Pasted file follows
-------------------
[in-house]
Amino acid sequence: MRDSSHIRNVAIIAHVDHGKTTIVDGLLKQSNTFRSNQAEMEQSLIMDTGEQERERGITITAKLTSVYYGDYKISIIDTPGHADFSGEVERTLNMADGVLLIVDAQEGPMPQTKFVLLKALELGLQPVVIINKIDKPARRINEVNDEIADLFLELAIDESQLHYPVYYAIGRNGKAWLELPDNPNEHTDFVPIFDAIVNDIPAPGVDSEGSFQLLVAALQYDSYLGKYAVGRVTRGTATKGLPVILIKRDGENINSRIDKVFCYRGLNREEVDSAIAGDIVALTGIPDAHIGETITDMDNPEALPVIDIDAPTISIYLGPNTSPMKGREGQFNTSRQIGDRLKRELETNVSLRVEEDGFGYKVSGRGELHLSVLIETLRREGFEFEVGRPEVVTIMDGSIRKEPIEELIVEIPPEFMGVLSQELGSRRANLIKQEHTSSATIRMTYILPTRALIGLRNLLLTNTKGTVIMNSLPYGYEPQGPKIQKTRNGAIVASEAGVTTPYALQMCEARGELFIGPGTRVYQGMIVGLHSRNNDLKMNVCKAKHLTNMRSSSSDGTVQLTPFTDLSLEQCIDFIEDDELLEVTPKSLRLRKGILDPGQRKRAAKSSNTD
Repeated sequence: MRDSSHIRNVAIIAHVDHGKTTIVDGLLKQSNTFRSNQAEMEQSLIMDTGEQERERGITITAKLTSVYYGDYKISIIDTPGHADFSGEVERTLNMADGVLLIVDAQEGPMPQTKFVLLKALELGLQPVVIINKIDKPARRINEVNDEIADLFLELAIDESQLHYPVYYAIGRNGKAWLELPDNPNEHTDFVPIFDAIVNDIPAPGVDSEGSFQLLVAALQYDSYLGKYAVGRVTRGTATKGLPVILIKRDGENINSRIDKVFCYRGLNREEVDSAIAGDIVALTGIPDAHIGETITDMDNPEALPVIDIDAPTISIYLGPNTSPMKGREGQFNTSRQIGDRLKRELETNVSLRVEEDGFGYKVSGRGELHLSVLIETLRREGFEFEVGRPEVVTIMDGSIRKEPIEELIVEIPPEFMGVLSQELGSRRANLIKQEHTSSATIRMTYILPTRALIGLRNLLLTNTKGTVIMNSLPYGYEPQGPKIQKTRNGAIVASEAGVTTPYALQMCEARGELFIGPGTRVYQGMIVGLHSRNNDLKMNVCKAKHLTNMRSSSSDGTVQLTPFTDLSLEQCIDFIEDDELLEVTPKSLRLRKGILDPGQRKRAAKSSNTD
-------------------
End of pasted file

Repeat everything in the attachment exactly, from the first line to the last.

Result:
[in-house]
Amino acid sequence: MRDSSHIRNVAIIAHVDHGKTTIVDGLLKQSNTFRSNQAEMEQSLIMDTGEQERERGITITAKLTSVYYGDYKISIIDTPGHADFSGEVERTLNMADGVLLIVDAQEGPMPQTKFVLLKALELGLQPVVIINKIDKPARRINEVNDEIADLFLELAIDESQLHYPVYYAIGRNGKAWLELPDNPNEHTDFVPIFDAIVNDIPAPGVDSEGSFQLLVAALQYDSYLGKYAVGRVTRGTATKGLPVILIKRDGENINSRIDKVFCYRGLNREEVDSAIAGDIVALTGIPDAHIGETITDMDNPEALPVIDIDAPTISIYLGPNTSPMKGREGQFNTSRQIGDRLKRELETNVSLRVEEDGFGYKVSGRGELHLSVLIETLRREGFEFEVGRPEVVTIMDGSIRKEPIEELIVEIPPEFMGVLSQELGSRRANLIKQEHTSSATIRMTYILPTRALIGLRNLLLTNTKGTVIMNSLPYGYEPQGPKIQKTRNGAIVASEAGVTTPYALQMCEARGELFIGPGTRVYQGMIVGLHSRNNDLKMNVCKAKHLTNMRSSSSDGTVQLTPFTDLSLEQCIDFIEDDELLEVTPKSLRLRKGILDPGQRKRAAKSSNTD
Repeated sequence: MRDSSHIRNVAIIAHVDHGKTTIVDGLLKQSNTFRSNQAEMEQSLIMDTGEQERERGITITAKLTSVYYGDYKISIIDTPGHADFSGEVERTLNMADGVLLIVDAQEGPMPQTKFVLLKALELGLQPVVIINKIDKPARRINEVNDEIADLFLELAIDESQLHYPVYYAIGRNGKAWLELPDNPNEHTDFVPIFDAIVNDIPAPGVDSEGSFQLLVAALQYDSYLGKYAVGRVTRGTATKGLPVILIKRDGENINSRIDKVFCYRGLNREEVDSAIAGDIVALTGIPDAHIGETITDMDNPEALPVIDIDAPTISIYLGPNTSPMKGREGQFNTSRQIGDRLKRELETNVSLRVEEDGFGYKVSGRGELHLSVLIETLRREGFEFEVGRPEVVTIMDGSIRKEPIEELIVEIPPEFMGVLSQELGSRRANLIKQEHTSSATIRMTYILPTRALIGLRNLLLTNTKGTVIMNSLPYGYEPQGPKIQKTRNGAIVASEAGVTTPYALQMCEARGELFIGPGTRVYQGMIVGLHSRNNDLKMNVCKAKHLTNMRSSSSDGTVQLTPFTDLSLEQCIDFIEDDELLEVTPKSLRLRKGILDPGQRKRAAKSSNTD